1.0 Introduction into PPP GNSS measurement processing

Navigation is a very ancient skill or art, which has become a complex science. It is essentially about travel and finding the way from one place to another and there are a variety of means by which this objective may be achieved (Britting 1971). Navigation has been evolving since the beginning of human history and has always been a critical aspect in our (society’s) development. Navigation systems have taken many forms, varying from simple ones such as those making use of landmarks, compasses and stars, to more modern techniques such as the utilization of artificial satellites.

Satellite-based navigation technology was introduced in the early 1960s. The first such system was the U.S. Navy Navigation Satellite System (NNSS), known as TRANSIT, in which the receiver measured Doppler shifts of the signal as the satellite transited with a navigational accuracy of 25-500 m. In 1978, the Global Positioning System (GPS) was introduced. GPS is a satellite-based radio-positioning and time transfer system designed to provide all-weather, 24-hour coverage for military users and reduced accuracy for civilian users. Since then, it has become the backbone of a whole body of navigation and positioning technologies.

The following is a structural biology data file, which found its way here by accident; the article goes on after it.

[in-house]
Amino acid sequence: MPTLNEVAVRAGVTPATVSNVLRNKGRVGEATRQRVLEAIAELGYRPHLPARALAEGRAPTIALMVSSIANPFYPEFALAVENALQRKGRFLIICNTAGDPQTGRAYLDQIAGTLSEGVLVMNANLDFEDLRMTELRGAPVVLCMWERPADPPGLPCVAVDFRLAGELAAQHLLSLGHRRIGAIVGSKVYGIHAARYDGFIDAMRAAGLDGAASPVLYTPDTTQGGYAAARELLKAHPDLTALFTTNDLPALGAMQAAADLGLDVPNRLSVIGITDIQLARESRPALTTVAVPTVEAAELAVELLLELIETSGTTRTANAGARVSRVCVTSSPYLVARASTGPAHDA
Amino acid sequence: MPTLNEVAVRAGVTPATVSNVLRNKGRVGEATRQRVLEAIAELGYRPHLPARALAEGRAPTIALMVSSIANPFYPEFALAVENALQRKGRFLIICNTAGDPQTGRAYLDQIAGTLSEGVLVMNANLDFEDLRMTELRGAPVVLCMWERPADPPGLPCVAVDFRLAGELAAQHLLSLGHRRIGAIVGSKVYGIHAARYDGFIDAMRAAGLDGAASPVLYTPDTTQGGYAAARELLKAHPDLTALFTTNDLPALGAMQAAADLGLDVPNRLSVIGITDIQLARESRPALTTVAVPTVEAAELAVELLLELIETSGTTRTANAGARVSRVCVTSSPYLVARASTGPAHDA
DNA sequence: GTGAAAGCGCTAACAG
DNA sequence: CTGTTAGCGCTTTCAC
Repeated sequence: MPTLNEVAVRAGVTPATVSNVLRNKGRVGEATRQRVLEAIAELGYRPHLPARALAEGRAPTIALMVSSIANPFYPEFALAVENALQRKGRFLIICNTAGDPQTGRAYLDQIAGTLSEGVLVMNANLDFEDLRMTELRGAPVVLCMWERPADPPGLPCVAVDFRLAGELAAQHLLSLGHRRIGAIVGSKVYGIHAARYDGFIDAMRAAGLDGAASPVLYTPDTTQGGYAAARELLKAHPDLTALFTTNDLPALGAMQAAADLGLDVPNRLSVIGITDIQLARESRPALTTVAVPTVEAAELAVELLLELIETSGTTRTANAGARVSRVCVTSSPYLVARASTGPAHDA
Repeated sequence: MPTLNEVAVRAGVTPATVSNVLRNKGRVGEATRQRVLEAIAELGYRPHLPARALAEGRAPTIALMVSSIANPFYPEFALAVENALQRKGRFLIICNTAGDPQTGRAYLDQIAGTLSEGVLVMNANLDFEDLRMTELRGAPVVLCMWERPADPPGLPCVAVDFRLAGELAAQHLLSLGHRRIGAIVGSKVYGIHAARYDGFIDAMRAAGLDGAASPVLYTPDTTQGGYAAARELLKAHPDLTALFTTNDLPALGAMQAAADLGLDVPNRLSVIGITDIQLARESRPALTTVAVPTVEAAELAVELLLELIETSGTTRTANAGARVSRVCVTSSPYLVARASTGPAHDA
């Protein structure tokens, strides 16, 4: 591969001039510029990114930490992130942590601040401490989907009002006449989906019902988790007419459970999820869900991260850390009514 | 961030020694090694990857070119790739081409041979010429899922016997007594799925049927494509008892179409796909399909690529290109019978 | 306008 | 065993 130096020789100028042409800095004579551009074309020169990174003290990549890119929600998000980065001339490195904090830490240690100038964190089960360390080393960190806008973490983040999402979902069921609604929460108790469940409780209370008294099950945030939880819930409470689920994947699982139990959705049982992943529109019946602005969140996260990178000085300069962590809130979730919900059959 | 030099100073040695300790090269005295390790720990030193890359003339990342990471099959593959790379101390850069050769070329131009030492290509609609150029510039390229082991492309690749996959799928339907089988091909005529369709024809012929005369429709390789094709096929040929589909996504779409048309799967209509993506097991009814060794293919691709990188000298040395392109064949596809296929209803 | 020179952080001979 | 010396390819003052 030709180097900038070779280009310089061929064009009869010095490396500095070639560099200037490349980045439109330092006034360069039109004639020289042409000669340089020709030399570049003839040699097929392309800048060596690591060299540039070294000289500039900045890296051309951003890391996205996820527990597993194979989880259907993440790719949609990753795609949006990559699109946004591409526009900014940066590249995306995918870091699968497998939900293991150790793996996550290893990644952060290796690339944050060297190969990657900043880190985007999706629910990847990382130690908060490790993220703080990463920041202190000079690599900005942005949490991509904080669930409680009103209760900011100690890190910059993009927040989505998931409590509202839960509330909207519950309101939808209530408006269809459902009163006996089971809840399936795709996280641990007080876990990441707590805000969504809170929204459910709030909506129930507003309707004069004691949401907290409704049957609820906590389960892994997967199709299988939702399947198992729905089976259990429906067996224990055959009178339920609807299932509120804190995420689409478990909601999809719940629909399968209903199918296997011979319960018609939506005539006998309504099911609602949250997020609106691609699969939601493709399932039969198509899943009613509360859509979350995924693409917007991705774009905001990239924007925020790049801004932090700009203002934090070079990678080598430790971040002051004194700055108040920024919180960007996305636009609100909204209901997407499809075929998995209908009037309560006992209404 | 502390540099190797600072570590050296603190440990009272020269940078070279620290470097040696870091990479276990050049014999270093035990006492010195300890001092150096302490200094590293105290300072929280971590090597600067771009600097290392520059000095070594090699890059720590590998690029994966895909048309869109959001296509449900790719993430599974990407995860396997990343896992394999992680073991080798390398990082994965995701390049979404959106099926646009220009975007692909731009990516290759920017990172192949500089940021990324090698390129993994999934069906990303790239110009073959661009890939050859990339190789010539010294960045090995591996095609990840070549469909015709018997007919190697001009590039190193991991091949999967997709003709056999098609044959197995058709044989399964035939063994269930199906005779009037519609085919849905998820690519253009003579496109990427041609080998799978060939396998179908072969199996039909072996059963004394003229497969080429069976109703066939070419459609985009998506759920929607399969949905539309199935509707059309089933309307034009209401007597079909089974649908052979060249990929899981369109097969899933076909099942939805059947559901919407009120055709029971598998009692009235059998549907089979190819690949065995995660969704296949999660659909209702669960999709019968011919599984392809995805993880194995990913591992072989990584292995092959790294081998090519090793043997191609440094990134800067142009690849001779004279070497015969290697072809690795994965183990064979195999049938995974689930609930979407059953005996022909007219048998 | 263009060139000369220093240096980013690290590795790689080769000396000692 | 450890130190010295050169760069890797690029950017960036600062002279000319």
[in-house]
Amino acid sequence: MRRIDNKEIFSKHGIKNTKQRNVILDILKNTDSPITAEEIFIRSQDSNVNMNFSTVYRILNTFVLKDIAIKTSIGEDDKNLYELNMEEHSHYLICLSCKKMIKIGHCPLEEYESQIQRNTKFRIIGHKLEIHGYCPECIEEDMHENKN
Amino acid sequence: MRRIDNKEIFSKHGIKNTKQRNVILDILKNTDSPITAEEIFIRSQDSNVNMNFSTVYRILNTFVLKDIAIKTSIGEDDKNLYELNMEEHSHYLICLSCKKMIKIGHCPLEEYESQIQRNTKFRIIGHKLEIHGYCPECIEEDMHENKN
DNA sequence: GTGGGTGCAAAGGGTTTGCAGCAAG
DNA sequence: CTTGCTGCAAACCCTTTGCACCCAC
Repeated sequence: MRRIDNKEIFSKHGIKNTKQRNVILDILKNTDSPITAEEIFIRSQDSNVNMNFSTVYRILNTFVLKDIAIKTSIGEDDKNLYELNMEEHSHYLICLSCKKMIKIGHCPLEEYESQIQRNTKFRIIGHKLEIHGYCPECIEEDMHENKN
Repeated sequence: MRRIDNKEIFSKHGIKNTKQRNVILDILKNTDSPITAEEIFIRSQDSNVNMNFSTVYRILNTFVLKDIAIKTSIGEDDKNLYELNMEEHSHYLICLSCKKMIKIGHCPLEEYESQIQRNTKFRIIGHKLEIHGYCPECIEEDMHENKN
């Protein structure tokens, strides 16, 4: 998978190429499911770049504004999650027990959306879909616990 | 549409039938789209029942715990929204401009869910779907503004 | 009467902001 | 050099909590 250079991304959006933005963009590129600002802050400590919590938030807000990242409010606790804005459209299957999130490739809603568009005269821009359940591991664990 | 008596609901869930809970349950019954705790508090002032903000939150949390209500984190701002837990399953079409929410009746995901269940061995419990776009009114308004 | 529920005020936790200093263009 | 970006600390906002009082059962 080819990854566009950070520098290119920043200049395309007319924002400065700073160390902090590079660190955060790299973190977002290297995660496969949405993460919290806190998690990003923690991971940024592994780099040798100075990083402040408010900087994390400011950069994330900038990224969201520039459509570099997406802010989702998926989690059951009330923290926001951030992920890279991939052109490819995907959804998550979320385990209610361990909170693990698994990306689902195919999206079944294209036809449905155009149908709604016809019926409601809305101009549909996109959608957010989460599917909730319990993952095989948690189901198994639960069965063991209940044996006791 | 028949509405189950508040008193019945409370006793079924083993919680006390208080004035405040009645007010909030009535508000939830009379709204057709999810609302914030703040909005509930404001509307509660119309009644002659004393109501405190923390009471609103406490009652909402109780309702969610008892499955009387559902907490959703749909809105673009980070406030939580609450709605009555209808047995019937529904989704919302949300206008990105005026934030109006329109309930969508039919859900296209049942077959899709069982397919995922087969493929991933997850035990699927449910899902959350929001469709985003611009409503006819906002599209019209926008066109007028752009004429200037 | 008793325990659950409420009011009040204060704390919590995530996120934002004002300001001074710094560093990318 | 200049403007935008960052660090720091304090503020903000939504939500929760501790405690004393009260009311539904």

Currently, the U.S., Russia, the European Union (E.U.), and China are each operating or in the case of the latter two, developing individual Global Navigation Satellite Systems (GNSS’s): GPS, GLONASS, GALILEO and BeiDou, respectively. Evolving GNSSs can provide the worldwide community with several benefits, such as the ability to work in challenging environments with limited visibility of satellites, increased positioning accuracy, more robust detection and exclusion of anomalies, more accurate timing reference as well as improved estimation of tropospheric and ionospheric parameters.

GNSSs can be augmented with other systems which leads to an improvement in the navigation system’s attributes, such as accuracy, precision, reliability, availability and integrity through the integration of external information into the adjustment process. These augmentation systems can be broadly grouped into satellite-based augmentation systems (SBAS) and ground-based augmentation system (GBAS). SBAS supports wide-area or regional augmentation through the use of additional satellite-broadcast messages where as GBAS utilizes terrestrial based radio messages. Additional information on augmentation systems can be found in Hofmann-Wellenhof et al. (2007), Kaplan and Hegarty (2006), Kee et al. (1991), Leick (1995) and Van Diggelen (2009).